An angel falls in love with a woman and decides to become human in order to be with her. With only this sketchy premise to go on, you could be forgiven for dismissing Wings of Desire as pure schmaltz (City of Angels, the reductive and embarrassingly expositional 1998 Hollywood remake starring Nicolas Cage and Meg Ryan is a case in point). Arguable worse, if you saw just the first half of Wim Wenders’ 1987 film you might think it to be nothing more than a morose and pretentious catalogue of quotidian suffering.
But this would be to ignore what the film becomes: a playfully postmodern masterpiece with a modernist sense of humanity, a poem to the city of Berlin, a Hegelian musing on selfhood and, yes, a love story. More than any of this, though, Wings of Desire is a uniquely life-affirming celebration of humanity.
Introducing West Berlin to us through the eyes of angels – their perspective marked by black-and-white film stock and an ability to hear the thoughts of the human characters we encounter – the film opens with the depressing and sometimes distressing inner monologues of the city’s inhabitants as they fret in their apartments and cars, on planes, bicycles and balconies. We’re then introduced to two of the seraphim themselves, Cassiel (Otto Sander) and Damiel (the recently departed Bruno Ganz), sitting undetected in a car showroom convertible.
Reading from a notebook, Cassiel begins to recite the times of sunrise and sunset, the levels of local rivers and the events which occurred on the same date 20, 50 and 200 years before: a plane crash, the Olympic Games, the first balloon flight over the city. In this moment we learn how angels experience time, as something amorphous, eternal and ultimately meaningless. They then begin to speak of more poignant, personal things, and it is these all too human moments which punctuate the infinite, giving form and meaning to both time and life. “I don’t need to beget a child, or plant a tree,” says Damiel, the film’s hero, when he confesses to daydreaming of experiencing the world as humans do.
Life, to the angel who sees history from beginning to end, is not about legacy, but engagement with the ongoing present. As he lists the things he might like to feel – to have a fever, to be excited by the line of a neck, or an ear, to come home like Raymond Chandler’s Philip Marlowe and feed the cat – a seemingly self-serious piece of cinema becomes a celebration of small things.
The colourless world that represents the angels’ sensual deprivation is like a blank canvas, and the poetic screenplay that Wenders co-wrote with Austrian novelist and poet Peter Handke paints it with the vividness of human experience. When Damiel encounters the dying victim of a motorcycle accident in perhaps the film’s most moving scene, he soothes him by turning his thoughts to memories of life: near-palpable images of bread, wine, riding a bicycle with no hands, and many more worldly things.
When he encounters Peter Falk (played by Falk himself), who used to be an angel himself and so can sense our hero’s presence, the late Columbo actor explains the joys of rubbing one’s hands together for warmth, drinking coffee and smoking cigarettes, all of which Damiel discovers for himself later. When Damiel eventually becomes human, the film bursts into colour – the hues of which he must ask a stranger to define – the sudden saturation of the screen reflecting that of the character’s senses.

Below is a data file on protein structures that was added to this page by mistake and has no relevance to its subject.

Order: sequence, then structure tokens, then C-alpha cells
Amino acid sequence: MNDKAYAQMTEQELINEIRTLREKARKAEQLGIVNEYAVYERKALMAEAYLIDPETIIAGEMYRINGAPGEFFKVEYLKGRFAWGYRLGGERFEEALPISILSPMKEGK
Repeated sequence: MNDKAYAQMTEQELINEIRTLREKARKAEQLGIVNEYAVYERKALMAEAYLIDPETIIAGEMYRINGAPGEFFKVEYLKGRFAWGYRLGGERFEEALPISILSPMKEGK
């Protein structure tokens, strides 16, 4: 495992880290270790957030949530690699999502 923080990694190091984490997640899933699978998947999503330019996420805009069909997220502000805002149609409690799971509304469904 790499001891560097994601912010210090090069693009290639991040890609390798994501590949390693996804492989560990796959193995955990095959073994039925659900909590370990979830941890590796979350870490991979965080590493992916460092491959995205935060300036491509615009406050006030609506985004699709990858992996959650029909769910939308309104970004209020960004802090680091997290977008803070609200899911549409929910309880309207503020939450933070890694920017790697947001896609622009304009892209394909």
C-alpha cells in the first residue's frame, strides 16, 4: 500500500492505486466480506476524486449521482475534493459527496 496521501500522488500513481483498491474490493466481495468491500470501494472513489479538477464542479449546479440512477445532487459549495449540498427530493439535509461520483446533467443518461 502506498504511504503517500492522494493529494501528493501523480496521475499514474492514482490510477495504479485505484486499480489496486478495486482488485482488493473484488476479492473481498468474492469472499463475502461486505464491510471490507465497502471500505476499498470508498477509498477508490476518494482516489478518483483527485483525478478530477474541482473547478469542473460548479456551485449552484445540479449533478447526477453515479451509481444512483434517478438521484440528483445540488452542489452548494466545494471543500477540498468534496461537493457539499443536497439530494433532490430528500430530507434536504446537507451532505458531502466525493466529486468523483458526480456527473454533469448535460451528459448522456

We first glimpse colour, though, when Damiel meets Marion, the beautiful and sometimes melancholic trapeze artist he falls head over heels in love with. As she undresses in her trailer following a rehearsal at the raggedy travelling circus that will soon shut down and leave her alone in West Berlin, Damiel stands by curious but sexless, listening attentively to her inner thoughts as he does the film’s other human characters. When the scene switches briefly to colour, indicating we are seeing Marion now from the human perspective Damiel longs for, she puts on her dressing gown and, taking three oranges from a bowl, begins to juggle. Play is a prominent theme here.
From Marion’s many circus scenes to Damiel’s innocently direct interactions with children – who are tellingly able to see him both in his angelic and human forms – the film idealises all things ludic and childlike because they represent a sense of wonder at the world, a way of learning to be human through experience. In the penultimate scene, where Marion dances on a rope that Damiel holds while he muses on the pair’s first night together, the conclusion of their love story is not mutual possession, but a state of novel shared experience and thus constant play.
Wings of Desire is neither so saccharine as to suggest that love can overcome suffering or death – quite the opposite: it’s only through submitting to time that Damiel is able to love at all – nor does is it claim that all experience is good. By portraying characters who are conscious but unable to experience the world, the film invites us constantly to marvel at the very fact of living and feeling at all, at the poetic possibilities of “swimming near the waterfall,” “the dear one asleep in the next room,” “the night flight,” of love and sex. We share in Damiel’s exultant self-consciousness when he tells us, at the film’s end, “I know now what no angel knows.”
Published 20 Feb 2019
By Adam Scovell
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